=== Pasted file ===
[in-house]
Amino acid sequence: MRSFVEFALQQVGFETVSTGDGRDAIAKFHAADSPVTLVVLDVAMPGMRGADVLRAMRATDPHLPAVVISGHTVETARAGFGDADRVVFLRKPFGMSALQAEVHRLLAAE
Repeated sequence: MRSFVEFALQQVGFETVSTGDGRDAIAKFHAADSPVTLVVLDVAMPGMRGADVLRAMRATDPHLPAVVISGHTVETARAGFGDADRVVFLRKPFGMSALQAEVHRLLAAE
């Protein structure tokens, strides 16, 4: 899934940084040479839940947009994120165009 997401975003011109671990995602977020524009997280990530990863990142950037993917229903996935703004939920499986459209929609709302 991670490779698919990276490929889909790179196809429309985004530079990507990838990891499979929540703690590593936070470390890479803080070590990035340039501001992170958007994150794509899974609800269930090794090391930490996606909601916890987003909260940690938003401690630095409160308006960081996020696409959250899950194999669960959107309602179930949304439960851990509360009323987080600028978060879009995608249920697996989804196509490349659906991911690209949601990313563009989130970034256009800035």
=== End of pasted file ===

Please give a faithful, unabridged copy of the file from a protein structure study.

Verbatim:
[in-house]
Amino acid sequence: MRSFVEFALQQVGFETVSTGDGRDAIAKFHAADSPVTLVVLDVAMPGMRGADVLRAMRATDPHLPAVVISGHTVETARAGFGDADRVVFLRKPFGMSALQAEVHRLLAAE
Repeated sequence: MRSFVEFALQQVGFETVSTGDGRDAIAKFHAADSPVTLVVLDVAMPGMRGADVLRAMRATDPHLPAVVISGHTVETARAGFGDADRVVFLRKPFGMSALQAEVHRLLAAE
């Protein structure tokens, strides 16, 4: 899934940084040479839940947009994120165009 997401975003011109671990995602977020524009997280990530990863990142950037993917229903996935703004939920499986459209929609709302 991670490779698919990276490929889909790179196809429309985004530079990507990838990891499979929540703690590593936070470390890479803080070590990035340039501001992170958007994150794509899974609800269930090794090391930490996606909601916890987003909260940690938003401690630095409160308006960081996020696409959250899950194999669960959107309602179930949304439960851990509360009323987080600028978060879009995608249920697996989804196509490349659906991911690209949601990313563009989130970034256009800035």